… by the suicide of Princeton economist Alan Krueger at 58. It will perhaps be seen as an iconic death, carrying most powerfully within it horrible truths about the ultimate incorrigibility of some forms of clinical depression. His was as far as one could tell one of the golden lives: Brilliant, athletic, handsome, wealthy, esteemed by presidents, rich in friends and family. A “gentle, generous guy.” And still the mind has mountains.

 O the mind, mind has mountains; cliffs of fall 
Frightful, sheer, no-man-fathomed. Hold them cheap 
May who ne’er hung there.

********************

After decades of reading, writing, and thinking about suicide, I’ve gathered a few statements about it that feel right to me.

Boris Pasternak wrote:

We have no conception of the inner torture which precedes suicide.

… The continuity of his inner life is broken, his personality is at an end. And perhaps what finally makes him kill himself is not the firmness of his resolve but the unbearable quality of this anguish which belongs to no one, of this suffering in the absence of the sufferer, of this waiting which is empty because life has stopped and can no longer fill it.

… What is certain is that they all suffered beyond description, to the point where suffering has become a mental sickness. And as we bow in homage to their gifts and to their bright memory, we should bow compassionately before their suffering.

Philip Roth wrote:

What was astonishing to him was how people seemed to run out of their own being, run out of whatever the stuff was that made them who they were and, drained of themselves, turn into the sort of people they would have once have felt sorry for. It was as though while their lives were rich and full they were secretly sick of themselves and couldn’t wait to dispose of their sanity and their health and all sense of proportion so as to get down to that other self, the true self, who was a wholly deluded fuckup. It was as though being in tune with life was an accident that might sometimes befall the fortunate young but was otherwise something for which human beings lacked any real affinity. How odd. And how odd it made him seem to be numbered among the countless unembattled normal ones might, in fact, be the abnormality, a stranger from real life because of his being so sturdily rooted.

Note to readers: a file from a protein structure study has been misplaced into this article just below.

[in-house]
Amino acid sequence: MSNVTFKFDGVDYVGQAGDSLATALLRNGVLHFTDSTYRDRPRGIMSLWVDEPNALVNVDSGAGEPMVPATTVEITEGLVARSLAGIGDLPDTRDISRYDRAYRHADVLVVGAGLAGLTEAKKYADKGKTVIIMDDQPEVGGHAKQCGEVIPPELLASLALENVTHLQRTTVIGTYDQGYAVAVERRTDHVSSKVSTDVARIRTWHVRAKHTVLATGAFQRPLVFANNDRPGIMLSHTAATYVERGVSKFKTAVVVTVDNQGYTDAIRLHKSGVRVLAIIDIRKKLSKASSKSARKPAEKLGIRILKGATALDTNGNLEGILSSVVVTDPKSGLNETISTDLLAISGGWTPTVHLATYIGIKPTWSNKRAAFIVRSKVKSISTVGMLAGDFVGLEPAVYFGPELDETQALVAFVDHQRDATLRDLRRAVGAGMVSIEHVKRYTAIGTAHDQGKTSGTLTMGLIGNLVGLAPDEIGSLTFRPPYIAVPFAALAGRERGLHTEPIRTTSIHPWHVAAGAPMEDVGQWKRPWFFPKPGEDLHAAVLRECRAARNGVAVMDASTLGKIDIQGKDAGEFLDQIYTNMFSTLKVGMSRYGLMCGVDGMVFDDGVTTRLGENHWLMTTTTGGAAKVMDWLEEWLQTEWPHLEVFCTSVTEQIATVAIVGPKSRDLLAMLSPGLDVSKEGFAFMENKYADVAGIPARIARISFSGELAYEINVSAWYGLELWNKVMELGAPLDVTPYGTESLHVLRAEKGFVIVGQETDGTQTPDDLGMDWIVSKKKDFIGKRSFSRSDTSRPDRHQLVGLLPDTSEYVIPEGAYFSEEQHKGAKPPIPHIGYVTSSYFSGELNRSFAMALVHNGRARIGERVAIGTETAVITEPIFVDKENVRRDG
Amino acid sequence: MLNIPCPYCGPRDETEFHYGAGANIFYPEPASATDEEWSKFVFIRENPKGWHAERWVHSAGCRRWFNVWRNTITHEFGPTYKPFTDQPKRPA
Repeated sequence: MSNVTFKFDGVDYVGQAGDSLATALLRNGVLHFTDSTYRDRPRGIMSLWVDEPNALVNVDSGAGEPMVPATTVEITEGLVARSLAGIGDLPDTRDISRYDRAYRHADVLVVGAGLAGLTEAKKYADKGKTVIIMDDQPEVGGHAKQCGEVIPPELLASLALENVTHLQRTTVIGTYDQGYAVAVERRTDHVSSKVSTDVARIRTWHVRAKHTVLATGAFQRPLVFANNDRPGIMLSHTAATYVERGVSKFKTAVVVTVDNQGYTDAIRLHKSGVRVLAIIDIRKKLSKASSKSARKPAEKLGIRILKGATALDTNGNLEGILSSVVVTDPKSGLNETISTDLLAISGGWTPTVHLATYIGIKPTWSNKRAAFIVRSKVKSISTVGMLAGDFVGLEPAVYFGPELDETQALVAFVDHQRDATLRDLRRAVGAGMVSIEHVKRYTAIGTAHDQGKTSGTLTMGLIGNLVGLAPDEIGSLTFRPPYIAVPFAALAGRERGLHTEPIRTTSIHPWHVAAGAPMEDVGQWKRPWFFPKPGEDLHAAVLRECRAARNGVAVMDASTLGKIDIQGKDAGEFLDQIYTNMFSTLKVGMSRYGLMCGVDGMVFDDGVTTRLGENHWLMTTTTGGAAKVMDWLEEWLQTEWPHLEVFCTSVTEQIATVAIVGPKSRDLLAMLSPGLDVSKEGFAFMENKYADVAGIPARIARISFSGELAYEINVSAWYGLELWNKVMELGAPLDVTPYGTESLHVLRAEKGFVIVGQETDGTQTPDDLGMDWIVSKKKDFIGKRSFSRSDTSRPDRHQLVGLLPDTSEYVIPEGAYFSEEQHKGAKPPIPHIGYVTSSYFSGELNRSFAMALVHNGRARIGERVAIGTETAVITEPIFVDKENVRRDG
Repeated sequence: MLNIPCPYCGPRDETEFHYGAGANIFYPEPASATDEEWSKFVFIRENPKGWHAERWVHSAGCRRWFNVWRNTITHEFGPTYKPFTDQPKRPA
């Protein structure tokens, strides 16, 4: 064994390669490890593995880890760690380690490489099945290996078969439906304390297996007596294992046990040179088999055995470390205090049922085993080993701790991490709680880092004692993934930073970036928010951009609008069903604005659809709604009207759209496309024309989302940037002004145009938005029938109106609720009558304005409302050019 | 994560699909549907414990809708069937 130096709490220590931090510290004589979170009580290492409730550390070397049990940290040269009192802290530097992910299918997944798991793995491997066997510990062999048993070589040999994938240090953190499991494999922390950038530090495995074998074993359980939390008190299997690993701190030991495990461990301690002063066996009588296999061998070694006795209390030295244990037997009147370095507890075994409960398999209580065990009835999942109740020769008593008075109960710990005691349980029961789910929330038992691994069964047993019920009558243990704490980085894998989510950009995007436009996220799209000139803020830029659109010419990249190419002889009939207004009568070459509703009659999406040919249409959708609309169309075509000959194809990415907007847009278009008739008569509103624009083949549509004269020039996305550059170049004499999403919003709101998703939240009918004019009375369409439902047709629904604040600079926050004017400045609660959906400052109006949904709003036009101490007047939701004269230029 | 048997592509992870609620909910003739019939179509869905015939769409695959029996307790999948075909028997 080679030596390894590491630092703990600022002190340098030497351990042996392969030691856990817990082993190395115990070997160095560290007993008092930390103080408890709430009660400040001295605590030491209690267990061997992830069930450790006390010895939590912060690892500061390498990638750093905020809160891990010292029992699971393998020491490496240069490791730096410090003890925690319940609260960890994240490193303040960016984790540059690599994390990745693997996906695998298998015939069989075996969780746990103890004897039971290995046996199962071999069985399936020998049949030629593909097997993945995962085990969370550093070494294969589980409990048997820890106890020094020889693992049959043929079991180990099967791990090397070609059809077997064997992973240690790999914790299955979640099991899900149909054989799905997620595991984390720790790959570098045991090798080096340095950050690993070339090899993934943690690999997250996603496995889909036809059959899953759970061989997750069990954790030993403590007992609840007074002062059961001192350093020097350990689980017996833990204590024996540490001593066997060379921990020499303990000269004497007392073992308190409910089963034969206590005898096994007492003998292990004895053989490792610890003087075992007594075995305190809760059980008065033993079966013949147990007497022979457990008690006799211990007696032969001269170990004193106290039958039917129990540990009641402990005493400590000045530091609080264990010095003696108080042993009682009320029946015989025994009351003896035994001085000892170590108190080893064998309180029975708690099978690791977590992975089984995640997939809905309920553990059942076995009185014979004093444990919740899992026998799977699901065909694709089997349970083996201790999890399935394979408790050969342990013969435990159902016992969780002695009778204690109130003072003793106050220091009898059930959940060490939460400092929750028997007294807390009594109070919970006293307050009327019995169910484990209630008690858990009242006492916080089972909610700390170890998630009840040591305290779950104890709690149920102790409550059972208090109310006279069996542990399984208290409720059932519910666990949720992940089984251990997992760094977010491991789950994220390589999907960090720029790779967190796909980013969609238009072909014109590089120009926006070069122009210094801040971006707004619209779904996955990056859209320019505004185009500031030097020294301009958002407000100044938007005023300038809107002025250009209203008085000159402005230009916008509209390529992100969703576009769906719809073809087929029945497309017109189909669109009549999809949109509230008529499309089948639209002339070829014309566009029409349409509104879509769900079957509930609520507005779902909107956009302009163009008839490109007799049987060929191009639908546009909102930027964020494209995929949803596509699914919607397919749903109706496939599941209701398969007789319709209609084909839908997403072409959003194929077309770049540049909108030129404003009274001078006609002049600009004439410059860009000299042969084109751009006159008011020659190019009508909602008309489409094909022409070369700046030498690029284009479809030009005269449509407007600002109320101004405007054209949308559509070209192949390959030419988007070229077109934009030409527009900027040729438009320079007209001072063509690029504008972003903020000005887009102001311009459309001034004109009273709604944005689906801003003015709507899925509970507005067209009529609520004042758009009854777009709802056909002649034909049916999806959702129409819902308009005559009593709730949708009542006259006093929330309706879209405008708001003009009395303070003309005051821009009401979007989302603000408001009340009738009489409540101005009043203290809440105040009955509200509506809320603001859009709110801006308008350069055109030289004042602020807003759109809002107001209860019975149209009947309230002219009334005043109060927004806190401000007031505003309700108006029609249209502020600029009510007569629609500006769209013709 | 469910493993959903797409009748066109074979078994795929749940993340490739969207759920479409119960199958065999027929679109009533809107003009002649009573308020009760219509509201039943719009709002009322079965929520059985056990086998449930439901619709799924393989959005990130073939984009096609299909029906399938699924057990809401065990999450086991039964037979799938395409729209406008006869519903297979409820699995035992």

***********************

August Kleinzahler’s comment on his wild and brilliant brother, who killed himself at 27: “He wasn’t made for the long haul. Not everyone is.”

************************

This poem by Donald Justice is very much in line with Pasternak and Roth:

For The Suicides of 1962

in memory: J & G

If we recall your voices
As softer now, it’s only
That they must have drifted back

A long way to have reached us
Here, and upon such a wind
As crosses the high passes.

Nor does the blue of your eyes
(Remembered) cast much light on
The page ripped from the tablet.

*

Once there in the labyrinth,
You were safe from your reasons.
We stand, now, at the threshold,

Peering in, but the passage,
For us, remains obscure; the
Corridors are still bloody.

*

What you meant to prove you have
Proved: we did not care for you
nearly enough. Meanwhile the

Bay was preparing herself
To receive you, the for once
Wholly adequate female

To your dark inclinations;
Under your care, the pistol
Was slowly learning to flower

In the desired explosion
Disturbing the careful part
And the briefly recovered

Fixed smile of a forgotten
Triumph; deep within the black
Forest of childhood that tree

Was already rising which,
With the length of your body,
Would cast the double shadow.

*

The masks by which we knew you
Have been torn from you. Even
Those mirrors, to which always

You must have turned to confide,
Cannot have recognized you,
Stripped, as you were, finally.

At the end of your shadow
There sat another, waiting,
Whose back was always to us.

*

When the last door had been closed,
You watched, inwardly raging,
For the first glimpse of your selves
Approaching, jangling their keys.

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